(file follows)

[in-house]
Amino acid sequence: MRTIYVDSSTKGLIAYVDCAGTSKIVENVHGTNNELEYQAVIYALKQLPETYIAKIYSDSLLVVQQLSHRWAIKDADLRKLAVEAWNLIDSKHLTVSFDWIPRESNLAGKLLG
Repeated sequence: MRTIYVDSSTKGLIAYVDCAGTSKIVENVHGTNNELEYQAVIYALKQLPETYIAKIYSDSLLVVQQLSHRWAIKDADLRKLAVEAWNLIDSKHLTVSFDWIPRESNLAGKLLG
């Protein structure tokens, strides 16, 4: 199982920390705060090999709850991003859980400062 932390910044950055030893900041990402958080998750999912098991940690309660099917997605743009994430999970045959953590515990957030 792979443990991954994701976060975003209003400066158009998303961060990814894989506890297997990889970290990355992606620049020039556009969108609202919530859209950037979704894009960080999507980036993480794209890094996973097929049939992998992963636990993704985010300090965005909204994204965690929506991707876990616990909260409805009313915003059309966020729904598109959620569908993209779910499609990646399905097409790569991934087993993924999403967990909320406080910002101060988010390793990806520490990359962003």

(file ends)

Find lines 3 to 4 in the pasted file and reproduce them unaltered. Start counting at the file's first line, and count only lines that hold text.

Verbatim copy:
Repeated sequence: MRTIYVDSSTKGLIAYVDCAGTSKIVENVHGTNNELEYQAVIYALKQLPETYIAKIYSDSLLVVQQLSHRWAIKDADLRKLAVEAWNLIDSKHLTVSFDWIPRESNLAGKLLG
């Protein structure tokens, strides 16, 4: 199982920390705060090999709850991003859980400062 932390910044950055030893900041990402958080998750999912098991940690309660099917997605743009994430999970045959953590515990957030 792979443990991954994701976060975003209003400066158009998303961060990814894989506890297997990889970290990355992606620049020039556009969108609202919530859209950037979704894009960080999507980036993480794209890094996973097929049939992998992963636990993704985010300090965005909204994204965690929506991707876990616990909260409805009313915003059309966020729904598109959620569908993209779910499609990646399905097409790569991934087993993924999403967990909320406080910002101060988010390793990806520490990359962003």